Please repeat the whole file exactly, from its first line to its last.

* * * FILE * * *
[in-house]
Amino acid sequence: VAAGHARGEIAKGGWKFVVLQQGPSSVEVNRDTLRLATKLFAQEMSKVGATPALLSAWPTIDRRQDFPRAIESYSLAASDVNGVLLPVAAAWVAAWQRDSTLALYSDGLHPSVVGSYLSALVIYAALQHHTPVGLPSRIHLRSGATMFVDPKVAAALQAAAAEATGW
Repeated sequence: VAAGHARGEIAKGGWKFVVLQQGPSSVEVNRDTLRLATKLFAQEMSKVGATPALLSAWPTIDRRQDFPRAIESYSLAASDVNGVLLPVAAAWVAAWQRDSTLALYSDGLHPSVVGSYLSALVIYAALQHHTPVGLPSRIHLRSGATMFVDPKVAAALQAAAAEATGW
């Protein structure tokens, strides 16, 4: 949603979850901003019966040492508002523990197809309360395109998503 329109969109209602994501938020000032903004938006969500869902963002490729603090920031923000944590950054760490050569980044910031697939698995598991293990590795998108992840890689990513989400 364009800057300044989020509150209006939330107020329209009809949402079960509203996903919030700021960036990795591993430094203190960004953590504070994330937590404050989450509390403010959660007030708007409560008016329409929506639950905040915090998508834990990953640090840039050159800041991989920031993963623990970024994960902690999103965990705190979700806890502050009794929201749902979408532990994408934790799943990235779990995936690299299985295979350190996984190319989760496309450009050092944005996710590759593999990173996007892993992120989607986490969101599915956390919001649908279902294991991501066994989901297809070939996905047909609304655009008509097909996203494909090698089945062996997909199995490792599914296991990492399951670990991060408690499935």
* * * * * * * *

[in-house]
Amino acid sequence: VAAGHARGEIAKGGWKFVVLQQGPSSVEVNRDTLRLATKLFAQEMSKVGATPALLSAWPTIDRRQDFPRAIESYSLAASDVNGVLLPVAAAWVAAWQRDSTLALYSDGLHPSVVGSYLSALVIYAALQHHTPVGLPSRIHLRSGATMFVDPKVAAALQAAAAEATGW
Repeated sequence: VAAGHARGEIAKGGWKFVVLQQGPSSVEVNRDTLRLATKLFAQEMSKVGATPALLSAWPTIDRRQDFPRAIESYSLAASDVNGVLLPVAAAWVAAWQRDSTLALYSDGLHPSVVGSYLSALVIYAALQHHTPVGLPSRIHLRSGATMFVDPKVAAALQAAAAEATGW
């Protein structure tokens, strides 16, 4: 949603979850901003019966040492508002523990197809309360395109998503 329109969109209602994501938020000032903004938006969500869902963002490729603090920031923000944590950054760490050569980044910031697939698995598991293990590795998108992840890689990513989400 364009800057300044989020509150209006939330107020329209009809949402079960509203996903919030700021960036990795591993430094203190960004953590504070994330937590404050989450509390403010959660007030708007409560008016329409929506639950905040915090998508834990990953640090840039050159800041991989920031993963623990970024994960902690999103965990705190979700806890502050009794929201749902979408532990994408934790799943990235779990995936690299299985295979350190996984190319989760496309450009050092944005996710590759593999990173996007892993992120989607986490969101599915956390919001649908279902294991991501066994989901297809070939996905047909609304655009008509097909996203494909090698089945062996997909199995490792599914296991990492399951670990991060408690499935």